Right-of-Way Plans.

As part of project design, a right-of-way plan indicating the property required to build and maintain the transportation project is required. ; The right-of-way plan should contain essential data needed for appraisal and negotiation activities. ; Depending on your agency's requirements, these plans will illustrate the existing and proposed right-of-way lines, the property lines and owner's names for each property adjacent to the highway, the highway center line, design features, width of the new highway, grade changes, and other details of the construction. ; The plan should provide sufficient information for preparation of legal descriptions of the properties and types of property interests to be acquired.

A right-of-way plan is a valuable visual-aid tool for negotiators, appraisers, and attorneys involved in acquisition transactions. ; It also helps property owners understand why and how their properties are being acquired.


Once the above steps have been completed, including the environmental analysis and development of the right-of-way plans, the project is ready to enter the acquisition phase.

Note: ; ; At this time, if Federal-aid funding is planned for your project, you will need to work with your SDOT to secure authorization to proceed.

Once your agency has received authorization to proceed, the property owners and tenants affected by the project must be notified of the agencies intent to acquire their property. ; An appraisal or waiver valuation of the real property to be acquired for the project is the initial step in the acquisition process. ; This step uses either a formal appraisal and review or an administrative procedure to estimate the fair market value of the property acquisition. ; Chapter V, Valuation, provides further explanation of the property valuation and appraisal process used to support the agencies determination of just compensation using estimates of fair market value.

After just compensation is established, the next step in the acquisition process is to present a written offer to the property owner. ; The agency, acting principally through an acquisition agent or negotiator, should make every reasonable effort to reach an agreement expeditiously with the property owner. ; If agreement is not reached, the agency may have to initiate condemnation proceedings. ; Chapter VI, Acquisition, provides further explanation of this process.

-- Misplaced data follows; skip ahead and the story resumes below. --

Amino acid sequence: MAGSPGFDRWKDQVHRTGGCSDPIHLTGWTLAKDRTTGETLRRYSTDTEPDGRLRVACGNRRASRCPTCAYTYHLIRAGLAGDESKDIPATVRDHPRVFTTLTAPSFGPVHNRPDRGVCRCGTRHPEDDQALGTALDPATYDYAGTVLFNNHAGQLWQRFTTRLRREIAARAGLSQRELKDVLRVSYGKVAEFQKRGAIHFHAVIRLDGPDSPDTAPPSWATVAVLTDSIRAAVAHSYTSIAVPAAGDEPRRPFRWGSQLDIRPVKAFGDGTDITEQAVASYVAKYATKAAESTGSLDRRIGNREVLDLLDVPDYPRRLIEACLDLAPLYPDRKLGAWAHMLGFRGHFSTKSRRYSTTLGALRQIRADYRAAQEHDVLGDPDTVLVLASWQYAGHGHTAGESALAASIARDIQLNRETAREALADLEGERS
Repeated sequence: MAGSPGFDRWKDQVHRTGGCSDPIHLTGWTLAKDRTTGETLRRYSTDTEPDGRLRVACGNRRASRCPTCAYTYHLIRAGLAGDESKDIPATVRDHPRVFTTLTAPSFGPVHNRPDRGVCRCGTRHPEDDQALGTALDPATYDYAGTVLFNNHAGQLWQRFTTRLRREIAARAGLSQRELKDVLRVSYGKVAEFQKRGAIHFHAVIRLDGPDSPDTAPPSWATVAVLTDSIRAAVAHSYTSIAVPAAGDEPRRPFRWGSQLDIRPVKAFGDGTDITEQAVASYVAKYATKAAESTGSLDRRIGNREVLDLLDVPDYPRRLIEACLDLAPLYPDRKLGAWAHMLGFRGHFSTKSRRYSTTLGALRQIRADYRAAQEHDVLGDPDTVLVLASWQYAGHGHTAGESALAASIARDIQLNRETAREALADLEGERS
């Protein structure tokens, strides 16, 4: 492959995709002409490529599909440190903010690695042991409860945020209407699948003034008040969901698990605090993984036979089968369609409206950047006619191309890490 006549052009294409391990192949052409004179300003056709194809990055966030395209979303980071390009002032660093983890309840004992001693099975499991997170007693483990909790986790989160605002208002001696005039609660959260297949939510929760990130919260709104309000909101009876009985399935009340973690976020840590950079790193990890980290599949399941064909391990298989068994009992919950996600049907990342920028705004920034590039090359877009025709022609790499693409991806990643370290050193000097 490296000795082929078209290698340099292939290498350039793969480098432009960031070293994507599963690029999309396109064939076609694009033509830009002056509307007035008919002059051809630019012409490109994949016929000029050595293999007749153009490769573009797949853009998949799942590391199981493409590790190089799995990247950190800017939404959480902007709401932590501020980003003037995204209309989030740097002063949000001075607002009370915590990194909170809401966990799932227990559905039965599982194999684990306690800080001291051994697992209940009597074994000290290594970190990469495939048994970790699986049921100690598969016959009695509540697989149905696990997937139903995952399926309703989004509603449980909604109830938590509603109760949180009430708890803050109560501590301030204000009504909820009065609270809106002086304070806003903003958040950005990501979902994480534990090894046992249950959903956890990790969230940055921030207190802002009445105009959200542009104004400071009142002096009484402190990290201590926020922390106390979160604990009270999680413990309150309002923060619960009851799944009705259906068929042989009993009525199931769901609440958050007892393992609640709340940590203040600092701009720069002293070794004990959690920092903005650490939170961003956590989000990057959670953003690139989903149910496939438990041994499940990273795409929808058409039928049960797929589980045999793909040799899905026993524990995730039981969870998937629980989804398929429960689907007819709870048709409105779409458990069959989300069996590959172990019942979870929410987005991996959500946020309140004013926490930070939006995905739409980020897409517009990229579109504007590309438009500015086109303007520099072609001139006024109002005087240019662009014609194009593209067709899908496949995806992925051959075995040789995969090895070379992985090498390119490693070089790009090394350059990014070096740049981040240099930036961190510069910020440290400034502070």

If there are occupants (including the property owner) or personal property on the parcel, relocation assistance is available. ; Chapter VII, Relocation Assistance, further explains the relocation process, benefits and services.

Right-of-Way Certification

Prior to advertising for construction bids for the project, the acquiring agency must prepare a right-of-way certification. ; A right-of-way certification states that the properties needed for construction of the project have been obtained, they are clear of any utilities and structures which must be moved plus persons or businesses displaced by the project have been relocated. ; Essentially, the certification must include a statement that the agency has complied with Uniform Act requirements and that the project is ready for construction. ; Your agency then can advertise for bids to construct the project. ; In some limited circumstances, the agency may proceed with advertising for construction bids prior to the elements of certification being completed if it will not adversely affect any owners or occupants nor impede the construction contractors' activities.

This chapter has provided an overview of the project development process. ; In the next chapter, we focus on several specific administrative issues which may provide flexibility in the management of your agency's real estate acquisition program.

Updated: 1/31/2017